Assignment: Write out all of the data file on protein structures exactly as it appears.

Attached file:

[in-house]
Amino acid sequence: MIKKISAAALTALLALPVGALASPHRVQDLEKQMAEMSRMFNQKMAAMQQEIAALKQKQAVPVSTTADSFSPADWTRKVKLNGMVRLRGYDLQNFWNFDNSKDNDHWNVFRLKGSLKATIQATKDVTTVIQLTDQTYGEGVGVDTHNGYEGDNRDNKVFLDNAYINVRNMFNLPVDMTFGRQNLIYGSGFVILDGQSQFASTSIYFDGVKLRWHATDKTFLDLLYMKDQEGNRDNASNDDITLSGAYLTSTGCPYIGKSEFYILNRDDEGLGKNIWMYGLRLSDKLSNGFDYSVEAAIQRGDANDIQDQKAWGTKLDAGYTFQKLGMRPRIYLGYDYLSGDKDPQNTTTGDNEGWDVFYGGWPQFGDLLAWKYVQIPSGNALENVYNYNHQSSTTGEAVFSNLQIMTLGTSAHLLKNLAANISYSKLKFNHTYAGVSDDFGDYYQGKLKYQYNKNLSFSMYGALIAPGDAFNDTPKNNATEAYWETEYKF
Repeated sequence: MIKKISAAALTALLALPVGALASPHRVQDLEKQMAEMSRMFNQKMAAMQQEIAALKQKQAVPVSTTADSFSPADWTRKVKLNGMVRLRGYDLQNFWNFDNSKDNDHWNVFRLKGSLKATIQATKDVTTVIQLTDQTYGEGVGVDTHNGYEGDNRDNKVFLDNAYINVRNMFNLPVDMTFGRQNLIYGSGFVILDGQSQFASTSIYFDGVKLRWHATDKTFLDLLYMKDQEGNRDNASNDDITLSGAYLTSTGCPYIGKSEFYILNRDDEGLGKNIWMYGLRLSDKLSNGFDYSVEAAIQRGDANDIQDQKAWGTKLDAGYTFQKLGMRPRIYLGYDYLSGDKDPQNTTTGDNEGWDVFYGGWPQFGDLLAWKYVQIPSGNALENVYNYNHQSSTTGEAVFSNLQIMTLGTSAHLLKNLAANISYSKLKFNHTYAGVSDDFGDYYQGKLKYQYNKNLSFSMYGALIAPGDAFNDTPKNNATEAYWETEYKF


[in-house]
Amino acid sequence: MIKKISAAALTALLALPVGALASPHRVQDLEKQMAEMSRMFNQKMAAMQQEIAALKQKQAVPVSTTADSFSPADWTRKVKLNGMVRLRGYDLQNFWNFDNSKDNDHWNVFRLKGSLKATIQATKDVTTVIQLTDQTYGEGVGVDTHNGYEGDNRDNKVFLDNAYINVRNMFNLPVDMTFGRQNLIYGSGFVILDGQSQFASTSIYFDGVKLRWHATDKTFLDLLYMKDQEGNRDNASNDDITLSGAYLTSTGCPYIGKSEFYILNRDDEGLGKNIWMYGLRLSDKLSNGFDYSVEAAIQRGDANDIQDQKAWGTKLDAGYTFQKLGMRPRIYLGYDYLSGDKDPQNTTTGDNEGWDVFYGGWPQFGDLLAWKYVQIPSGNALENVYNYNHQSSTTGEAVFSNLQIMTLGTSAHLLKNLAANISYSKLKFNHTYAGVSDDFGDYYQGKLKYQYNKNLSFSMYGALIAPGDAFNDTPKNNATEAYWETEYKF
Repeated sequence: MIKKISAAALTALLALPVGALASPHRVQDLEKQMAEMSRMFNQKMAAMQQEIAALKQKQAVPVSTTADSFSPADWTRKVKLNGMVRLRGYDLQNFWNFDNSKDNDHWNVFRLKGSLKATIQATKDVTTVIQLTDQTYGEGVGVDTHNGYEGDNRDNKVFLDNAYINVRNMFNLPVDMTFGRQNLIYGSGFVILDGQSQFASTSIYFDGVKLRWHATDKTFLDLLYMKDQEGNRDNASNDDITLSGAYLTSTGCPYIGKSEFYILNRDDEGLGKNIWMYGLRLSDKLSNGFDYSVEAAIQRGDANDIQDQKAWGTKLDAGYTFQKLGMRPRIYLGYDYLSGDKDPQNTTTGDNEGWDVFYGGWPQFGDLLAWKYVQIPSGNALENVYNYNHQSSTTGEAVFSNLQIMTLGTSAHLLKNLAANISYSKLKFNHTYAGVSDDFGDYYQGKLKYQYNKNLSFSMYGALIAPGDAFNDTPKNNATEAYWETEYKF